Read Also: Why Concerns Are Growing Over Federal Government’s Domestic Debt Profile

Looking at the framework of Nigeria’s loan agreement, especially with China, concerns have been raised about the endangerment of the country’s supremacy. This is because, lately, Nigeria has repeatedly sought China’s help for loans to cover significant infrastructure deficits. Concerns are that there could be clauses that could affect Nigeria’s independence if there is a failure to pay back the loans within the stipulated time to China. Nigeria’s transportation minister, Rotimi Amaechi has disputed such claims. He explained that the clauses were inserted to allow China to explore all paths including negotiation if there ever was a failure to pay back loans.

His words: “They are saying; if you are not able to pay, do not stop us from taking back those items that will help us recover our funds and it is a standard clause, whether it’s with America you signed it or with Britain or any country because they want to know that they can recover their money.’’

Official numbers indicate that the nation’s debt to China rose 136% between September 2015 and September 2020. It rose from 1.4 billion dollars to 3.3 billion dollars. Buhari began his tenure in May 2015. As of March 2020, the Debt Management Office stated that the total monies lent to Nigeria by China were $3.121 billion. This number amounts to 11.2% of external debt stocks of $27.67 billion. 

Suffice to say, China does not represent a significant funding source for Nigeria. Also, the nation’s Chinese loans are concessional. This indicates that the terms are magnanimous compared to market loans. The DMO states that a total of eleven projects are financed with the loan. These include a host of sectors from communications, energy, airport terminals and railway, farming and cultivation, and water supply. Patience Oniha, supervisor of the DMO stated in a recent interview that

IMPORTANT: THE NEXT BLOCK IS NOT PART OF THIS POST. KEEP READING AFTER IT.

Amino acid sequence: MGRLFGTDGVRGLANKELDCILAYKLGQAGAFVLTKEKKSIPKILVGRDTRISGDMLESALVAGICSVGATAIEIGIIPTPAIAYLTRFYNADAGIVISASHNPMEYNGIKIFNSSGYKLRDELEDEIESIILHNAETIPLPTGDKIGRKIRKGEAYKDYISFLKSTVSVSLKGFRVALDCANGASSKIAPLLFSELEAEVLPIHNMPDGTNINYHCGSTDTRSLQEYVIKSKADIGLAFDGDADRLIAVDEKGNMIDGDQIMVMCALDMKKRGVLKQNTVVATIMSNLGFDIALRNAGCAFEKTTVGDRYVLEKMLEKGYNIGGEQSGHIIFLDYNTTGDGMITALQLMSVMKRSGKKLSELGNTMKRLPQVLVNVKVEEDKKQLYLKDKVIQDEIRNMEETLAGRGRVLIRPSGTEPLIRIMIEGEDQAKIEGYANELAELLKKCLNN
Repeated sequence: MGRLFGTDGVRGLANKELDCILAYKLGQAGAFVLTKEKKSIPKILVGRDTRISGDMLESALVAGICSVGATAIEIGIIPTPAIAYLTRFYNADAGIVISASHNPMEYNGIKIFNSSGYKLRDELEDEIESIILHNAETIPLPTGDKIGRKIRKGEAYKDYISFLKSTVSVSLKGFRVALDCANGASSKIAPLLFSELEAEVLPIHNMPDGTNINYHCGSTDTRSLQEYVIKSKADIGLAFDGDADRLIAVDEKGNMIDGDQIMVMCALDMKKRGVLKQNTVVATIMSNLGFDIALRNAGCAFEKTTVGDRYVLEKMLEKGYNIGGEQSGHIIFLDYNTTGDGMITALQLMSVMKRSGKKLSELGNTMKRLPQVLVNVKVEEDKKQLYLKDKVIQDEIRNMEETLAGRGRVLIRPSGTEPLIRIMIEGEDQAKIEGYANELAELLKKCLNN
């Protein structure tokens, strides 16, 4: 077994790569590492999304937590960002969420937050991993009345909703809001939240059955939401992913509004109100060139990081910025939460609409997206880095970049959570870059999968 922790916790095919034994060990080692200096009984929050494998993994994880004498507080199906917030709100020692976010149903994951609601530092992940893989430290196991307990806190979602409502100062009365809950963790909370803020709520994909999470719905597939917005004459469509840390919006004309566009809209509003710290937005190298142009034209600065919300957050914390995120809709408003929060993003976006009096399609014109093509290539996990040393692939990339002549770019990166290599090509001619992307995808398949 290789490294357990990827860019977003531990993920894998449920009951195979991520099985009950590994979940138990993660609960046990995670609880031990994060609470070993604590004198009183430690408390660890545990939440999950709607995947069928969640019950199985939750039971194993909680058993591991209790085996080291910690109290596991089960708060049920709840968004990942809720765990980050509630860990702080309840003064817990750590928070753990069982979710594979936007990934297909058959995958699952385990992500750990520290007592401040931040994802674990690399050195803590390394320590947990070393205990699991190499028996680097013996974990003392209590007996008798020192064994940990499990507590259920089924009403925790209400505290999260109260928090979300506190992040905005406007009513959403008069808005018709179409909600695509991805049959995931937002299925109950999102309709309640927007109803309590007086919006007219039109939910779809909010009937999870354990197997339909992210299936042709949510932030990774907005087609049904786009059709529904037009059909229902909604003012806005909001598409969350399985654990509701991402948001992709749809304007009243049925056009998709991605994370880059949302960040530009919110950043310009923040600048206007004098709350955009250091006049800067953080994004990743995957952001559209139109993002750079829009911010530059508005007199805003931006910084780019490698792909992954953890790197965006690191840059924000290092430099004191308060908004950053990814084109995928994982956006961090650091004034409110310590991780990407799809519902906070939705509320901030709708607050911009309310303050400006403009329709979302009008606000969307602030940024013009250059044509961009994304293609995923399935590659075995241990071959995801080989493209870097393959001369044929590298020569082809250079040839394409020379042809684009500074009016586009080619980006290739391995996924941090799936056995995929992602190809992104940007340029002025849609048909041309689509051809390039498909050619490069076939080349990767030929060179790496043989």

“Those are all concessional loans and there are no reasons to be worried about them, they’re all project-tied which I think Nigeria should be happy about.”

In terms of borrowing for development projects, the main procedure and demands for Government borrowing are clearly expressed in the Debt Management Office Establishment (ETC) Act, 2003 (DMO Act) and the Fiscal Responsibility Act, 2007. Section 21 (1) of the DMO Act,

“No External loan shall be approved or obtained by the Minister unless its terms and conditions shall have been laid before the National Assembly and approved by its resolution” and Section 41 (1a) of the FRA, “Government at all tiers shall only borrow for capital expenditure and human development, provided that, such borrowing shall be on concessional terms with low-interest rate and with a reasonable long amortization period subject to the approval of the appropriate legislative body where necessary”,

In summary, the budget office of the federation cooperates alongside the MDAs under the depository in which a submitted loan is and also in tandem with the DMO. Subsequently, the acceptance of the Federal Executive Council is requested. If accepted, then the President solicits the agreement of the National Assembly as stated by Fiscal responsibility Act, 2007, Section 41.

It should be noted that only after acceptance of the National assembly that loans are granted and the Nation begins the loan process. Suffice to say, borrowing is a cooperative effort between the Federal Executive Council and the National Assembly.  

If there are dangers on our debt profile, there should be sufficient checkpoints to handle it along the chain of approval. While no country should be excited going cap in hand to borrow for every project, the fact however remains, Nigeria’s debts, within the current bracket, is remarkably healthy.